Jonathan Lambe, Head of History, St Edward’s School on the significance of bringing Lenin to north Oxford exactly 100 years after the revolutionary leader's proudest moment

Brilliantly recounted in John Reed's Ten Days that Shook the World, the Bolsheviks were successful, on November 7-8, 1917, in toppling the Provisional Government headed by Alexander Kerensky.

In Petrograd it was an almost bloodless coup against a government the Bolsheviks saw as bourgeois and irredeemably committed to the imperialist First World War.

Lenin and his associates suddenly found themselves with an opportunity most of them had never dared to believe was possible: the chance to shape and fashion a society and economy around communist principles. As Lenin noted in his proclamation, "To the Citizens of Russia", sent by telegram throughout Russia at 10am on November 8th 1917, "Long live the revolution of workers, soldiers and peasants!"

Building upon London based exhibitions at the British Library, Royal Academy and the Design Museum, Lenin: Leader of the Russian Revolution runs until Saturday at Oxford’s North Wall Arts Centre and admission is free.

Taking place exactly 100 years after the Bolshevik Revolution, the exhibition focuses on an investigation into the family background and role of one of the principal agitators of events in November 1917.

The exhibition has brought together more than 70 rare photographs and other material relating to the leader of the revolution, Vladimir Ilyich Ulyanov, better known as Lenin. Drawn from the extensive and largely unseen archive of the British SCRSS (Society for Cooperation in Russian and Soviet Studies), most of the photographs are on public display for the first time.

Tracing the years from Lenin's childhood, through to his early political commitment as a theorist and activist during his years in exile, the show goes on to explore the social deprivations and conditions which led to the rising up of the proletariat. It examines the role of the people in the struggle against Tsarist rule, the February Revolution that led to the abdication of Nicholas II, and the events leading up to the October Revolution, presenting Lenin as a strategist, a political theorist and as a man close to the people.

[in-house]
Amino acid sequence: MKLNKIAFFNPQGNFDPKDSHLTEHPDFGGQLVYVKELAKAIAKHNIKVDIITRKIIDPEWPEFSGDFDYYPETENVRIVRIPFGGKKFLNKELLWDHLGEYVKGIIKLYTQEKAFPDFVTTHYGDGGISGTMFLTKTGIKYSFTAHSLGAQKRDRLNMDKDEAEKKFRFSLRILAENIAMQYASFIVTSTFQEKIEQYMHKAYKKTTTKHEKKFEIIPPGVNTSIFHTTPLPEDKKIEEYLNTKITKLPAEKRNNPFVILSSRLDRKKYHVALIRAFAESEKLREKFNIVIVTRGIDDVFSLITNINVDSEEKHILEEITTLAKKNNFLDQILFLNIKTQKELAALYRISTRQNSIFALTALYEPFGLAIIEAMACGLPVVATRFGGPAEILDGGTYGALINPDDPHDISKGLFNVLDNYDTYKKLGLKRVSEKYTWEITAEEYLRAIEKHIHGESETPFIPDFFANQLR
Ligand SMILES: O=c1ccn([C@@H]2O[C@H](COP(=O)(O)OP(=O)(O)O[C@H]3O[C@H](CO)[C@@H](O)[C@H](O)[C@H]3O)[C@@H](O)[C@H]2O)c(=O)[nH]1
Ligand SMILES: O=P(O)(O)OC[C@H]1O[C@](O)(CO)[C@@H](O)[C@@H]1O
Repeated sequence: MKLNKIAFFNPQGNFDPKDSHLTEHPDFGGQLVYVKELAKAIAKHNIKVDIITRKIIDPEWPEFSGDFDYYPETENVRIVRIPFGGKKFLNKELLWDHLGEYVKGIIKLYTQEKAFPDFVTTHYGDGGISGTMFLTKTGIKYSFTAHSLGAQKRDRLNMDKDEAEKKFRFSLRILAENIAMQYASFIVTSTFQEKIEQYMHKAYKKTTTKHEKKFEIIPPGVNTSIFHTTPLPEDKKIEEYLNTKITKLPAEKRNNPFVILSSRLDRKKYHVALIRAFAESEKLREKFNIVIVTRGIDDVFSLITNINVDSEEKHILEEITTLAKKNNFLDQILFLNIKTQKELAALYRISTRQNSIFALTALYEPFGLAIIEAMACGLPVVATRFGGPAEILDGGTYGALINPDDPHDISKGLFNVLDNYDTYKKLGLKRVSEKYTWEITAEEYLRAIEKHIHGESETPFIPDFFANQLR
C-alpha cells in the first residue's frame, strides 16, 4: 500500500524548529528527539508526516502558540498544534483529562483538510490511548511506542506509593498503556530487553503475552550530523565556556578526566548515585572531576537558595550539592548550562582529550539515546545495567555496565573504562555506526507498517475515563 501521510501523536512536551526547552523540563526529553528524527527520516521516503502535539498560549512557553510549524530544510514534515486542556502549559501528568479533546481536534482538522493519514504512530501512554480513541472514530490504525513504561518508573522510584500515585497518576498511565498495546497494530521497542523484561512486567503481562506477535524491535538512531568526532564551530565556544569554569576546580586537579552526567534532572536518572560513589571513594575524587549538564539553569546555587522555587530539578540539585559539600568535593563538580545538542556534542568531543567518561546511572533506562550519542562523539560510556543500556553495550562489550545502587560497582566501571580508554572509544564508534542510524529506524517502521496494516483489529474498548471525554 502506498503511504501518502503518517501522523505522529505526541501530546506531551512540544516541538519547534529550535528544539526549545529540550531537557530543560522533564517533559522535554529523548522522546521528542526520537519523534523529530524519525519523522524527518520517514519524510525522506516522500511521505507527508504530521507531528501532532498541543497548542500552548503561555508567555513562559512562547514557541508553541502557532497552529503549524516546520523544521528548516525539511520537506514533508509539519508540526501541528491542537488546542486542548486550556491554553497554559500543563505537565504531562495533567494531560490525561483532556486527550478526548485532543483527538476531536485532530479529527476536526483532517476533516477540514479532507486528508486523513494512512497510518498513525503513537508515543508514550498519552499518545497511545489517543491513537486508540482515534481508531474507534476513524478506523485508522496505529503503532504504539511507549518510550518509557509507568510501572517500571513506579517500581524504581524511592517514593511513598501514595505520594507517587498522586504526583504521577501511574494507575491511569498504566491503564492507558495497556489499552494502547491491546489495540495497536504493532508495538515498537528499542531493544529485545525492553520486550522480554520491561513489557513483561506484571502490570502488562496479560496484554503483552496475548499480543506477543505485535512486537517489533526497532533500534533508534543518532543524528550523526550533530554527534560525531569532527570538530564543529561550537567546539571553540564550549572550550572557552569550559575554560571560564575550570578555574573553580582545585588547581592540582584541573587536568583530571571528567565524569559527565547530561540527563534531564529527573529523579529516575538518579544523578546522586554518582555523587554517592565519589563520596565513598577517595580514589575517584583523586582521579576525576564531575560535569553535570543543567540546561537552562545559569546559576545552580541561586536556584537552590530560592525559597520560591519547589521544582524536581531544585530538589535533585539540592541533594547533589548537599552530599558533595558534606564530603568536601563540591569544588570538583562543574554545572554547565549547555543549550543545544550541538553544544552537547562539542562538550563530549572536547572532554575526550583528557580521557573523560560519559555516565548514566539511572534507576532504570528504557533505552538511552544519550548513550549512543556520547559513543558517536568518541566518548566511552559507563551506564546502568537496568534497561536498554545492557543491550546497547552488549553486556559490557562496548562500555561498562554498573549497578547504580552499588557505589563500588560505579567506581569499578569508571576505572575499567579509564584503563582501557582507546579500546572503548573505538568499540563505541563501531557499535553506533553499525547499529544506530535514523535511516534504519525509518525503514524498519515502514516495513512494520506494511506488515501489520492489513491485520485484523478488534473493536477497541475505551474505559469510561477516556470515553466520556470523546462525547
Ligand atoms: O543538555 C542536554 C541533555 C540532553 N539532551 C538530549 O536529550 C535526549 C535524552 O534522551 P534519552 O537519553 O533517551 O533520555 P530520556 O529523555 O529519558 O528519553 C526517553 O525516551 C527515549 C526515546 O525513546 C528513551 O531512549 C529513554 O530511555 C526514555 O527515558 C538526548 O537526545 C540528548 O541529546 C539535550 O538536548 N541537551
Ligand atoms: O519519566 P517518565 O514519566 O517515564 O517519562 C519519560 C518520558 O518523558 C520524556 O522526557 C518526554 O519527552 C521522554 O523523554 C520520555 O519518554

The exhibition considers the socio-political changes after the Revolution such as industrialisation and the reorganisation of peasant life. Finally, the show reflects on Lenin’s post-Revolution impact on culture, including his links with great cultural figures of the day, through archive photography, artworks, graphic imagery and film stills.

Lenin was a hugely influential and fascinating figure, though his aspirations for the new Russia involved the use of a secret police, state terror and a concept of democracy which is not compatible with western liberalism. Lenin had a single-minded determination to overturn centuries of tsarist tradition, which involved violently attacking other forces, which he saw as holding Russia back –such as the Orthodox Church, capitalism and the family.

The North Wall exhibition finishes with photographs of Lenin's funeral in Moscow in January 1924. The author, Arthur Ransome, was an eyewitness reporter for The Guardian and he noted the tens of thousands who braved temperatures of minus 35 F to process by the wooden mausoleum to pay their respects to Lenin.

Whatever one's opinion of Lenin, this exhibition is well worth seeing because it is the only one, in this anniversary year, to focus on Lenin's role in the monumental events of Russia in 1917.

  • Lenin: Leader of the Russian Revolution, The North Wall, South Parade, Summertown, Oxford. Until Saturday. Admission is free